The Blog Club was born.
Before long, I had kids coming to join the club. It was a small but mighty group of girls who had stories to tell and a passion for writing. We set up our blog and began to discuss how to tell their stories.
These were our guidelines:
- Write in whatever format you wish—poems, fictionalized stories, personal essays, you name it.
- Don’t use real names.
- Write your truth, be brutally honest, take the risk and don’t hold back.
Pretty soon, the stories began to come in and did they ever rise to the challenge. There was “X”, the girl who told her story of coming to grips with her attraction to other girls and how she eventually got up the courage to come out to her family. “Y” told her chilling story of being abducted by an uncle for a week when she was in 3rdgrade and the emotional scars she still bore from that trauma. “Z” told of her drug-addicted family, a stepfather who abused her mom and made late night visits to her room to sexually assault her at a very young age.
These stories immediately found an audience, read by thousands of people in over a dozen countries. Their readers left many warm and supportive comments. When the girls saw these comments and read the analytics reports about their readership, they lit up like fireworks. It had turned out that lots of people had been listening to these girls who thought nobody wanted to listen to them. They had found a way to create something positive from their trauma. Their confidence was growing, their self-esteem inflating. I was ecstatic. I was seeing that this club was making an instant difference in the young lives I most wanted to impact. As far as I was concerned this club had endless potential and the sky was the limit. I’d asked these girls to dream big and they were doing just that.
Then it all came tumbling down.
The fact that these stories, told so powerfully and honestly, were being shared publicly was too much for the school. Though care had been taken to remove any association with the school, real names omitted, and student submissions published anonymously, the order came down to cease and desist. It was suggested that the club might be allowed to continue if the stories were only of an uplifting and inspirational nature. That offer ran counter to our mission and purpose. So, with a heavy heart, I took the blog down.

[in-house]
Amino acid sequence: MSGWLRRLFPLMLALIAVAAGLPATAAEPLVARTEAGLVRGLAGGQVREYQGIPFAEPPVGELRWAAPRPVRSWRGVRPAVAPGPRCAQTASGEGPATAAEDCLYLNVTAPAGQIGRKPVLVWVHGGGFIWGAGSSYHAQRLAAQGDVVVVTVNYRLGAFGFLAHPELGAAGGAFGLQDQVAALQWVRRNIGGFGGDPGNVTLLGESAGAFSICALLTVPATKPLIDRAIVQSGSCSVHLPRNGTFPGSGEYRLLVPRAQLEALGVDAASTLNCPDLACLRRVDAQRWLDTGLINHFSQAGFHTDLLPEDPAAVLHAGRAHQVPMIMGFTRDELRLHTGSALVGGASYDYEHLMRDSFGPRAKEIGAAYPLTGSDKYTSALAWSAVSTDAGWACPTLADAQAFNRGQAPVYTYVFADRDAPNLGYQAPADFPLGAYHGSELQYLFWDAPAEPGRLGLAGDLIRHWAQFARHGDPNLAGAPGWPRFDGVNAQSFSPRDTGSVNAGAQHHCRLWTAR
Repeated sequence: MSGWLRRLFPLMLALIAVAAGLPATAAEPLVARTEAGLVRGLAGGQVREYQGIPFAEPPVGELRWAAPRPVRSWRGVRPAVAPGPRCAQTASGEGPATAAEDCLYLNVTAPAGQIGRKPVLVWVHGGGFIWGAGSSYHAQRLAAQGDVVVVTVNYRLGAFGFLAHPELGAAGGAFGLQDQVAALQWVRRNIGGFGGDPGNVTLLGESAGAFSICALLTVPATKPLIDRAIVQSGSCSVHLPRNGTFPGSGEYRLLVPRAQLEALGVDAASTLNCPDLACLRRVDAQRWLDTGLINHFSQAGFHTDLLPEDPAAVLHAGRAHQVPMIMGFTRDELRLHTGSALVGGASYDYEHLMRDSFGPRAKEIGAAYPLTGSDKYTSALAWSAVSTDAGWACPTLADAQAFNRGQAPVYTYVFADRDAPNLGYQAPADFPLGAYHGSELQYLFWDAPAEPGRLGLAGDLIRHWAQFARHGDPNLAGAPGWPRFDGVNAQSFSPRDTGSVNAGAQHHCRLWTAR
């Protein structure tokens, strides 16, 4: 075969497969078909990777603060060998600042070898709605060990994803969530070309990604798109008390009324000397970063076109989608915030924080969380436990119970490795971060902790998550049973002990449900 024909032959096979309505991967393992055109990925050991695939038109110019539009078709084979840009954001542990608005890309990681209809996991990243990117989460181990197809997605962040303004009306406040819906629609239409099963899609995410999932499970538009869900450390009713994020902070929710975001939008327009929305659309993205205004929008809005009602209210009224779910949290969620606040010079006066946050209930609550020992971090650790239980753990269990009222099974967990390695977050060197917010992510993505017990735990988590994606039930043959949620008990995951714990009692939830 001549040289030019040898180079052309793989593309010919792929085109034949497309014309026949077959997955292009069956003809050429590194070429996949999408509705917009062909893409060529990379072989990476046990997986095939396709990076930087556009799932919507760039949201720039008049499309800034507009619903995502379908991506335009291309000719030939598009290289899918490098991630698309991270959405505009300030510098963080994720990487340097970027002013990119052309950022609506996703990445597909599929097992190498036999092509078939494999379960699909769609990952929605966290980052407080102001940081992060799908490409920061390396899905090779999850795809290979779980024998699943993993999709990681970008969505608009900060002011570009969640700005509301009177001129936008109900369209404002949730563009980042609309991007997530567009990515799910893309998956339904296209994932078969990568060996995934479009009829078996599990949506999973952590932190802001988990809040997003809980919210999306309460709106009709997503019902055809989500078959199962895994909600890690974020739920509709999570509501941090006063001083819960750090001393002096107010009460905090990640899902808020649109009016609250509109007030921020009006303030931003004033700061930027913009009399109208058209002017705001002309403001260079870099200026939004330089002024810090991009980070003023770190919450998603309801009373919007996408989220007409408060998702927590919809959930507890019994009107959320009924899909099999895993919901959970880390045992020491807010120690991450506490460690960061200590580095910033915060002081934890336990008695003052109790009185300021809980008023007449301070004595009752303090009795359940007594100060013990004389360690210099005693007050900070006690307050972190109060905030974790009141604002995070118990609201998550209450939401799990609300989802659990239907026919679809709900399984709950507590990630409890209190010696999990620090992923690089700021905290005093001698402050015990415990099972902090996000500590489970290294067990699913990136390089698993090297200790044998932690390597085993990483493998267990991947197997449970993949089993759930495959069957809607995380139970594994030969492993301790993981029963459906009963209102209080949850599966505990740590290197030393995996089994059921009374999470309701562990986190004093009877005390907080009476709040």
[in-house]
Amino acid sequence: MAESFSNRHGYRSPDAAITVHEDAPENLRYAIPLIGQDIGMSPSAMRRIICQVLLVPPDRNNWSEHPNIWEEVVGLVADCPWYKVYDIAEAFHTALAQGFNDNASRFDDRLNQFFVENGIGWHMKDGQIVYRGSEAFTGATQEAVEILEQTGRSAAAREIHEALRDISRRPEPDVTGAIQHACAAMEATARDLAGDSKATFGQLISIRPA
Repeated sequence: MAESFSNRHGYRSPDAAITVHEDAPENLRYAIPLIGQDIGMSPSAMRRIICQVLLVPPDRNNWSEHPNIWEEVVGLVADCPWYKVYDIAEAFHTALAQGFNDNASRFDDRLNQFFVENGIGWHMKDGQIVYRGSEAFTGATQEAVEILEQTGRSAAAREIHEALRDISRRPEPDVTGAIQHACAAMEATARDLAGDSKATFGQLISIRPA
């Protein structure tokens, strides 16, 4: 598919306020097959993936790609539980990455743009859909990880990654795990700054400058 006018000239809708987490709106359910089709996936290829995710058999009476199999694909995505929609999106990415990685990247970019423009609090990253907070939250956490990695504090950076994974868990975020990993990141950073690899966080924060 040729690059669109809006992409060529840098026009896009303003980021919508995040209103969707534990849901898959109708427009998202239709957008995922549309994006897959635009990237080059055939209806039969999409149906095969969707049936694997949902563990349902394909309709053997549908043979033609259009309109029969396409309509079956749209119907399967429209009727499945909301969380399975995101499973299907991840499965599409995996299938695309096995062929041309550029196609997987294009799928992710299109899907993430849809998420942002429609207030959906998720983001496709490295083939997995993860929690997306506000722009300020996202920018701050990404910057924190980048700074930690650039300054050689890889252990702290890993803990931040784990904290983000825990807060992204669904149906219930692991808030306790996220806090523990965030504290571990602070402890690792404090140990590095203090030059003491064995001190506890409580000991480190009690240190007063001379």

It crushed me to have to break this news to my bloggers. I decided to write them a letter to explain how I had laid my soul bare to fight for their right to have this cathartic vehicle of expression, but that it made the school too uncomfortable.
It was what it was.
But I also told them to take the next step—to use this setback as an opportunity to set up their own personal blogs where they could post their truths without fear of censorship or reprisal. I told them that I would help and support their efforts in any way I could.
What happened next I could have never predicted in my wildest dreams.
Those courageous young bloggers of mine would not be silenced. A core group of them, with the support of their parents, went right on blogging. They created a new and independent blog of their own. Their stories were raw, honest, relatable, and often quite sad. But, ironically, they were also uplifting and inspirational—funny how that worked out. After all, these beautifully scarred teens were battling to make lemonade from the lemons they’d been given by their fates. They were brave enough to step out of the shadows of trauma and speak their truth to the world, all the while becoming more confident and empowered. They were building their self-esteem and, what’s more, they were becoming writers—real writers.
It didn’t take long for the media to begin to take notice. They were approached by a local magazine, which ran a story about their blog. This led to a series of interviews on local news shows. Not long after that, national media outlets began to notice, Huffington Post shared their story. Suddenly, my young bloggers had gone viral, all on their own. I, by necessity, watched from afar. I no longer had anything directly to do with this project, but I was as proud of their work as I was of anything I’d ever done.
Over the years, I kept in touch with my bloggers. Some of them took their story telling to heights I could never have imagined. One majored in journalism and began a career as reporter. She recently wrote an investigative piece on domestic abuse that was picked up by the New York Times. Another has published a popular series of children’s books about a little girl who lives with parents who abuse alcohol and drugs. And two girls went on to write a movie script, called The Blog Club, about a group of girls with stories to tell who would not let anything or any one silence them.
And then I woke up.